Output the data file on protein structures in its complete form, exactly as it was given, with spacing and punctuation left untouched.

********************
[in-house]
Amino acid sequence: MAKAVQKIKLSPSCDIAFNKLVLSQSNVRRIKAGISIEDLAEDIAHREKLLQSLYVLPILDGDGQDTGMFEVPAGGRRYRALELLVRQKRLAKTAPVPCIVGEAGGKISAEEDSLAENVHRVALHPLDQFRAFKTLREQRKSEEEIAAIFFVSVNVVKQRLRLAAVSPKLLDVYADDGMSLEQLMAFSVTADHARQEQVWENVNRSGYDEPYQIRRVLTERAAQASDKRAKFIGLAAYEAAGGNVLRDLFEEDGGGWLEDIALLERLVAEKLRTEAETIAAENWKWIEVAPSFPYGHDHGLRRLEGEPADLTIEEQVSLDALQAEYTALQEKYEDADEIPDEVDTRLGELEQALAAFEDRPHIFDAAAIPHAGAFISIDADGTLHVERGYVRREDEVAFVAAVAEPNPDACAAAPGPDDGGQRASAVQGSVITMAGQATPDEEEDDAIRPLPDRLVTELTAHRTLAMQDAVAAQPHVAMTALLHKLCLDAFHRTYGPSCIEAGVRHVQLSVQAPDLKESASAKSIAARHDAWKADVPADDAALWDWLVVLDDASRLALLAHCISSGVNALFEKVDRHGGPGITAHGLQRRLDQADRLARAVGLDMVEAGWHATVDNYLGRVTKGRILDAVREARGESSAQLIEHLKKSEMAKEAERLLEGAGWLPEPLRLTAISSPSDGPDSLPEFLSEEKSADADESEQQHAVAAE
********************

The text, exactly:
[in-house]
Amino acid sequence: MAKAVQKIKLSPSCDIAFNKLVLSQSNVRRIKAGISIEDLAEDIAHREKLLQSLYVLPILDGDGQDTGMFEVPAGGRRYRALELLVRQKRLAKTAPVPCIVGEAGGKISAEEDSLAENVHRVALHPLDQFRAFKTLREQRKSEEEIAAIFFVSVNVVKQRLRLAAVSPKLLDVYADDGMSLEQLMAFSVTADHARQEQVWENVNRSGYDEPYQIRRVLTERAAQASDKRAKFIGLAAYEAAGGNVLRDLFEEDGGGWLEDIALLERLVAEKLRTEAETIAAENWKWIEVAPSFPYGHDHGLRRLEGEPADLTIEEQVSLDALQAEYTALQEKYEDADEIPDEVDTRLGELEQALAAFEDRPHIFDAAAIPHAGAFISIDADGTLHVERGYVRREDEVAFVAAVAEPNPDACAAAPGPDDGGQRASAVQGSVITMAGQATPDEEEDDAIRPLPDRLVTELTAHRTLAMQDAVAAQPHVAMTALLHKLCLDAFHRTYGPSCIEAGVRHVQLSVQAPDLKESASAKSIAARHDAWKADVPADDAALWDWLVVLDDASRLALLAHCISSGVNALFEKVDRHGGPGITAHGLQRRLDQADRLARAVGLDMVEAGWHATVDNYLGRVTKGRILDAVREARGESSAQLIEHLKKSEMAKEAERLLEGAGWLPEPLRLTAISSPSDGPDSLPEFLSEEKSADADESEQQHAVAAE